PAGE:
The United States Coast Guard (USCG) must decide each year how many enlisted personnel to promote in each specific rank and occupational specialty, as well as how many new recruits to bring on. These decisions are subject to many constraints, but the most important factor is the rate at which personnel leave the service.
The available data spanned FY 2005-2013. For each year, we had a snapshot of the entire enlisted workforce on the last day of the fiscal year with each member’s service information (e.g. time in service, occupational specialty, rank) and demographic information (e.g. gender, marital status, education level, etc).
The overall goal of the research was to forecast this unknown quantity in a robust and repeatable manner. We used Gaussian Mixture Models (GMMs), clustering, multi-level logistic regression, and other methods in order to forecast attrition.
I used data scraped from the Dunkin' Donuts online store locator along with openly available corporate disclosure documents and government data to delve into some of the fundamentals of Dunkin's franchising. For instance, a simple linear model with a mashup of store locations and US census data helps suggest which areas might support new, profitable franchises.
The post also demonstrates the use of some helpful Python packages like Basemap for GIS-like plotting, as well as command line tools such as pdftotext for getting useful information out of non-text documents.
Django app for Heroku users designed to hide their *.herokuapp.com site from search engine results. Uses routing rules or custom middleware to make sure that the actual domain name gets into the SERPs and not the backup URL.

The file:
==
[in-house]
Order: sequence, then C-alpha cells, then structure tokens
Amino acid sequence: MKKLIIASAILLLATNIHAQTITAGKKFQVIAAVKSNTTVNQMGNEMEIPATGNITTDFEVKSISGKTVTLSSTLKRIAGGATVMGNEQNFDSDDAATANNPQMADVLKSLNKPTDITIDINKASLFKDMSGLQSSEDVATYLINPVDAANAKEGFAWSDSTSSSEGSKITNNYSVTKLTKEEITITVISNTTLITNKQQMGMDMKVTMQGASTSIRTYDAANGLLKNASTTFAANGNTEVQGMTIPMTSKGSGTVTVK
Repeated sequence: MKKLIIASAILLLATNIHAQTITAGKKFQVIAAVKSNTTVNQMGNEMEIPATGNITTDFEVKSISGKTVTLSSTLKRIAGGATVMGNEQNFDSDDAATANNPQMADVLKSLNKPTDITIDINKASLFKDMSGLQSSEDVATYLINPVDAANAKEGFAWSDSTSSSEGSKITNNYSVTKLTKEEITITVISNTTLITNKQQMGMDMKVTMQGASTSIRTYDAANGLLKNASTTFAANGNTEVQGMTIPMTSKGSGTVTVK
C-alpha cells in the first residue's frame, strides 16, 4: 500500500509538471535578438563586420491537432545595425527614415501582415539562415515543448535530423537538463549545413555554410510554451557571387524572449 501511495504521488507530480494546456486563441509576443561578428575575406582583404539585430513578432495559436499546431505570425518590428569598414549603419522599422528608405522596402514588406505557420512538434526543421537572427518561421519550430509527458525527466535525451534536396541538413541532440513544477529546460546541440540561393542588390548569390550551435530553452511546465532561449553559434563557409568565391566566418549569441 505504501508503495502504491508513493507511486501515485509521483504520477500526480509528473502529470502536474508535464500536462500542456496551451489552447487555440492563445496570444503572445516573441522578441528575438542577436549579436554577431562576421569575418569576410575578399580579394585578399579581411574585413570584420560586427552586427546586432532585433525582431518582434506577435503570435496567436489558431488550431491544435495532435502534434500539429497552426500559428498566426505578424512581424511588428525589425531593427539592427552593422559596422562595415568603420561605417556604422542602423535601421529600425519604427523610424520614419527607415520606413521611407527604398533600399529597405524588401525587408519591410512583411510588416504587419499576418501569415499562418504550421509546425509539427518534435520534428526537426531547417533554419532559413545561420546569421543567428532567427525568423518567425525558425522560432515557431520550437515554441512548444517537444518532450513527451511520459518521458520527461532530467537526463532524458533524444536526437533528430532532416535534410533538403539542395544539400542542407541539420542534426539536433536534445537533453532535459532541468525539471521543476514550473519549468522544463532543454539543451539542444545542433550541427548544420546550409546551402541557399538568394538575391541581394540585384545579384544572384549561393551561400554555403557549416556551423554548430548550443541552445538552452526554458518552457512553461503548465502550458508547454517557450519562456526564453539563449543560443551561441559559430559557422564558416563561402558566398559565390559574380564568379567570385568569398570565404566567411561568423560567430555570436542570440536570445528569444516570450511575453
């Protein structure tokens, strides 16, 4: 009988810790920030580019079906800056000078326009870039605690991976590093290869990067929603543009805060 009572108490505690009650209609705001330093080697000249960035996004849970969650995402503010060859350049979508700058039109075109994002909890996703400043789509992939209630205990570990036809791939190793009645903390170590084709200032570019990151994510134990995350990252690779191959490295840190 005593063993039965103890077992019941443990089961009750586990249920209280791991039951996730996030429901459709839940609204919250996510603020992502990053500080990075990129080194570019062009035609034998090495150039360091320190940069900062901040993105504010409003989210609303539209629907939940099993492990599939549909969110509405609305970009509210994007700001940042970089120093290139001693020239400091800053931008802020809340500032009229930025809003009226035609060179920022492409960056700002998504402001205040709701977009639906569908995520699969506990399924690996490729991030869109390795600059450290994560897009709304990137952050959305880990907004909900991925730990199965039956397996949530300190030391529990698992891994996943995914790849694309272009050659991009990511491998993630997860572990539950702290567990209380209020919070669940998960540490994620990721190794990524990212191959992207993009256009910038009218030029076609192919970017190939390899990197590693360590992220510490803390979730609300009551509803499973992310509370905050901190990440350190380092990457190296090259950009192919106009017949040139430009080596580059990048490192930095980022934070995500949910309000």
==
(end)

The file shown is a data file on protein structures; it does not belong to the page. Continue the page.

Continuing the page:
A single script to copy all of your scattered dotfiles and config folders to a specified directory. Can automatically git commit changes.
Long before massively multiplayer online games with realistic 3D graphics, MUDs were multi-user text-based games that were some of the first virtual worlds to be built on the internet. But these ephemeral worlds have been increasingly dying off, and with them goes much of the creativity that went into creating them. Each MUD often had thousands of lovingly crafted descriptions of spaces, people, and objects woven together into elaborate and immersive story lines.
CircleMUD was one of the most popular pieces of software designed for hosting a MUD. Written in 30,000+ lines of C, it was an impressive project for its time and was one of the early collaborative open source projects. It stored its objects (rooms, objects, characters, etc) in flat files based on a highly specific, custom format dating back to its predecessor DikuMUD.
This little digital archeology tool takes these old CircleMUD flat files and renders them in JSON, an approachable and widely used general purpose serialization format.
The Pelican plugin for blogging with IPython notebooks didn't know how to highlight notebooks in languages other than Python. To make that work, I wrote some tests and the code to make them pass, then shot a quick pull request to the pelican-plugins repo.